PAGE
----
Thursday, June 11, 2009
Harley Davidson Motorcycle Trike Hearse - Images by Ronan Gray
This was for a Beach & Bay article that I wrote about this unusual hearse (read more below). The guy was over an hour late showing up but that gave me time to set up lights fire a few test shots and vary the composition a bit. It was a really tight space and no option to move the bike. There was horrible background clutter in almost every direction so only option was to shot up in the direction with the least amount of distracting background elements. There's a busy street with a four way stop-sign right behind him too so I had to have him hold a pose while I waited for traffic to move.
Here's the nerd-out for my fellow lighting-nerds: .This was lit with two lights, both lumedyne classic heads. One in a small sb, (high camera right) to light him and the bring the chrome detail up. The second with a 70-deg reflector was positioned just out of frame camera left (and far to the rear of the scene) pointing slightly forward to bring up the whole shebang by a stop or two. Balance was daylight and I was under ambient by about a stop and a half or so. The rear light was one stop hotter than the front one.
Here's a link to the article as it appeared and here's my (unedited) submission. Thanks to Adriane (editor at the BBP) for tidying it up and making it more newspaper-worthy.
Beach & Bay Press, June 11 2009
Beach-area dwellers tend to exhibit a distinctly jaded attitude towards the odd, the strange and the weird. With fire-breathing jugglers performing nightly on the beach, armor-plated tornado-chasing vehicles parked in the neighborhood and kite-propelled surfers hurling themselves thirty feet skyward above the surf, its no wonder that a blasé attitude to the unusual pervades. It takes something truly unique to stop a local in their tracks or to hold up traffic in this town but that’s exactly what one local company managed to do for a few days last week. The macabre sight of a black, glass-sided, Victorian-style hearse pulled by a Harley Davidson was apparently enough to roust many from their apathy and attract a bit of attention on the corner of Cass St. and Diamond St. last week.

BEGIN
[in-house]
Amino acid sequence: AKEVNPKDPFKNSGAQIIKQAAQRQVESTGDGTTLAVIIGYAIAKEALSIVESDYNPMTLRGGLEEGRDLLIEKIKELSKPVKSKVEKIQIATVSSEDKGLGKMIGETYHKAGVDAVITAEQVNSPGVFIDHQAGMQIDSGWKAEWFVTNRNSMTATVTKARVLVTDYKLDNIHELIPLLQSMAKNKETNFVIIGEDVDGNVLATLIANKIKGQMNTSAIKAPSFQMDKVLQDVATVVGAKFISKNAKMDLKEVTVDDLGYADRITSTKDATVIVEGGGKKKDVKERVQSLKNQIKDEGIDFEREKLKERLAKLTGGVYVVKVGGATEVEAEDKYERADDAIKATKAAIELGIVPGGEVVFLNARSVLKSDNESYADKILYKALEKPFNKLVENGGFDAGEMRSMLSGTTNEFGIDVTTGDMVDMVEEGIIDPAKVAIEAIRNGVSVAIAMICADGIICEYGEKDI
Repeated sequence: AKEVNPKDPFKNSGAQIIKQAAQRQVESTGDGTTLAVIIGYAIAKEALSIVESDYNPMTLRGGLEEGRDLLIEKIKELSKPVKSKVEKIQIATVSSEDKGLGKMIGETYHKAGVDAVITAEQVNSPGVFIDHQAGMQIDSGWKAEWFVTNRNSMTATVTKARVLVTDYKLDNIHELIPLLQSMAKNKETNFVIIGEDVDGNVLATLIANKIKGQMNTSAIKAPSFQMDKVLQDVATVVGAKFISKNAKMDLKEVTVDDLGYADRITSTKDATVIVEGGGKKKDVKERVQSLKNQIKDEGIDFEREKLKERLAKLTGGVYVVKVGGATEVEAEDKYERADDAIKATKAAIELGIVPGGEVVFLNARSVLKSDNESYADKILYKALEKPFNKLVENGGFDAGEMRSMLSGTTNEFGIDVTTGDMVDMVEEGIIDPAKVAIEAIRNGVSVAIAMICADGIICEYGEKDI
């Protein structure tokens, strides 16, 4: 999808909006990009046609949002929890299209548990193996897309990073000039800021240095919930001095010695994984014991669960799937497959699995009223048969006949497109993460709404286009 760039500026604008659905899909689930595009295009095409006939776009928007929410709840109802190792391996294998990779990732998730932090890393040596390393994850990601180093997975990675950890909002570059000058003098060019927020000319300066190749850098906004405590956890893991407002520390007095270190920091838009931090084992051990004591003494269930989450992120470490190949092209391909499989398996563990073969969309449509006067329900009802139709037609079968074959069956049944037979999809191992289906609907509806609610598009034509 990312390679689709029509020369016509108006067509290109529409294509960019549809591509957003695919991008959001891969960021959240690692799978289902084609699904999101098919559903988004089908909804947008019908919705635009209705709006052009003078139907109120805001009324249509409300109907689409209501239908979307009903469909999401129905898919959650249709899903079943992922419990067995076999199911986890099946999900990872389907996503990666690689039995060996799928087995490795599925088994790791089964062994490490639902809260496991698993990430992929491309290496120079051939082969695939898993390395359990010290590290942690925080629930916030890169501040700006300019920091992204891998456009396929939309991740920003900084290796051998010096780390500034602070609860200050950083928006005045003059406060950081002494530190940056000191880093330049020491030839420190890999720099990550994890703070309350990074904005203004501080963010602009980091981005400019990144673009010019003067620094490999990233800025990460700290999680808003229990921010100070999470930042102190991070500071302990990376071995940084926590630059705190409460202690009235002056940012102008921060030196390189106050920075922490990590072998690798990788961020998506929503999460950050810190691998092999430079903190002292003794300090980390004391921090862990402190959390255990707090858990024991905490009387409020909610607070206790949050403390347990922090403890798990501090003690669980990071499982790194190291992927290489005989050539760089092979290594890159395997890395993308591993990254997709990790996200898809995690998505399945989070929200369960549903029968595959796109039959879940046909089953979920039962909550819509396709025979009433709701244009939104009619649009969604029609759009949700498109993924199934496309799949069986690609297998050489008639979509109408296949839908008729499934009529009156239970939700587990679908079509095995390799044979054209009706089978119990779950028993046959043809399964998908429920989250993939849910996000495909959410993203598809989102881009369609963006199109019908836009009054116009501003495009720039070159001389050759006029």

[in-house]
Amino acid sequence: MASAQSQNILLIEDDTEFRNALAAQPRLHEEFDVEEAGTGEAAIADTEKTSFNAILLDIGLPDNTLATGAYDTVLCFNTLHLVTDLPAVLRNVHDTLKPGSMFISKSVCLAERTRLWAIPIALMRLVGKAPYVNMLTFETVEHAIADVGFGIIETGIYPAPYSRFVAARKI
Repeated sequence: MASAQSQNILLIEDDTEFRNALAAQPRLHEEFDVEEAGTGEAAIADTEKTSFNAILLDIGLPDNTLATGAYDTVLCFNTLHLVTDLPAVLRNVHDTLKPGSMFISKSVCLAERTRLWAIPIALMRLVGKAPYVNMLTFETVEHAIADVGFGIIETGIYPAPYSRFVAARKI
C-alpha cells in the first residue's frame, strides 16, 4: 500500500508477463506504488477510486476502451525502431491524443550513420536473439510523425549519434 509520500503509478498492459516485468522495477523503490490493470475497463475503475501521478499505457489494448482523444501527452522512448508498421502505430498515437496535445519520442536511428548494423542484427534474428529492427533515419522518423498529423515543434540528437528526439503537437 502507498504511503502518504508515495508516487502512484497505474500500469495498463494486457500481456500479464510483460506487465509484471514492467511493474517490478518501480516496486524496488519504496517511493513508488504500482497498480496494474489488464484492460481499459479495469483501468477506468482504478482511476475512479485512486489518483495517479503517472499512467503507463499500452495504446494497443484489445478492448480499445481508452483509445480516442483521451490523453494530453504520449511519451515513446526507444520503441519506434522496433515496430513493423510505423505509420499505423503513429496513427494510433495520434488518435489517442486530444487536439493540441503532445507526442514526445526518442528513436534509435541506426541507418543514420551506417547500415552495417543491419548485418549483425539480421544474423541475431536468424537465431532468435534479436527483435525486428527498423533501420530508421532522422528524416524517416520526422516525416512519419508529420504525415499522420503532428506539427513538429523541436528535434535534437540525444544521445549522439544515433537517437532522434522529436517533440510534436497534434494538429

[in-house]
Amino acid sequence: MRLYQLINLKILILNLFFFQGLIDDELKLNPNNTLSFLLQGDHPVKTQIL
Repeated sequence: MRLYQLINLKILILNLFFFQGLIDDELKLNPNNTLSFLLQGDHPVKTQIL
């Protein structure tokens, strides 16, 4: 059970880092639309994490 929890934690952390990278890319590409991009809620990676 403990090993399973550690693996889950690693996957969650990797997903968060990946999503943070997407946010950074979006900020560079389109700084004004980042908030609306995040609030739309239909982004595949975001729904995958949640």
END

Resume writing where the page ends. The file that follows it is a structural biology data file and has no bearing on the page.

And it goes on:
The Final Ride is a dark, black, custom-built Victorian-style coach complete with gilded carriage-lamps, crushed velvet interior and six-spoke, chrome wheels that is pulled by a black, chrome-detailed Harley-Davidson “trike” with matching six-spoke chrome wheels. “I can tell you anything you want to know about it except the price”, quips funeral director Douglas Trobaugh, driver of the Pacific Beach Chapel’s most unusual hearse. We are standing on the front lawn of the chapel next to the unique vehicle that has been stopping pedestrians and passing cars in their tracks. “I will tell you this though, I could have bought a couple of nice Cadillacs instead,” he adds.
The hearse and the three-wheeled motorcycle were both built by Tombstone Hearses in Bedford, PA where owner Jack Feather says he is working on the twenty-seventh one right now at a cost of roughly eighty thousand dollars. While most of the twenty-six previous ones have been for funeral homes within the US, he tells me that they have sent two to England, one to the Caribbean and one to Australia. With an estimated 10 million bikers in the States, the demand for the unique hearse is steady, especially in the mid-west according to Feather.
There are over 1.3 million registered motor cycle riders in the state of California according to the CHP *. “This one is the only one [of these hearses] in Southern California”, says Trobaugh who has been riding bikes since his father bought him his first one – a Harley Davidson dirt bike – when he was nine years old. Trobaugh has two brothers, Dave and Dwanye who are also bike riders. Their father John is still riding a Harley at age 75.
Demand for the Final Ride has been steady with about thirty services performed since the funeral home purchased it just over two years ago. In mid-April the funeral procession of a local Vietnam-vet created quite a spectacle in as a procession of over two-hundred bikers followed the Final Ride on a trip from the La Mesa Chapel out to Jamul and back for the deceased man’s last ride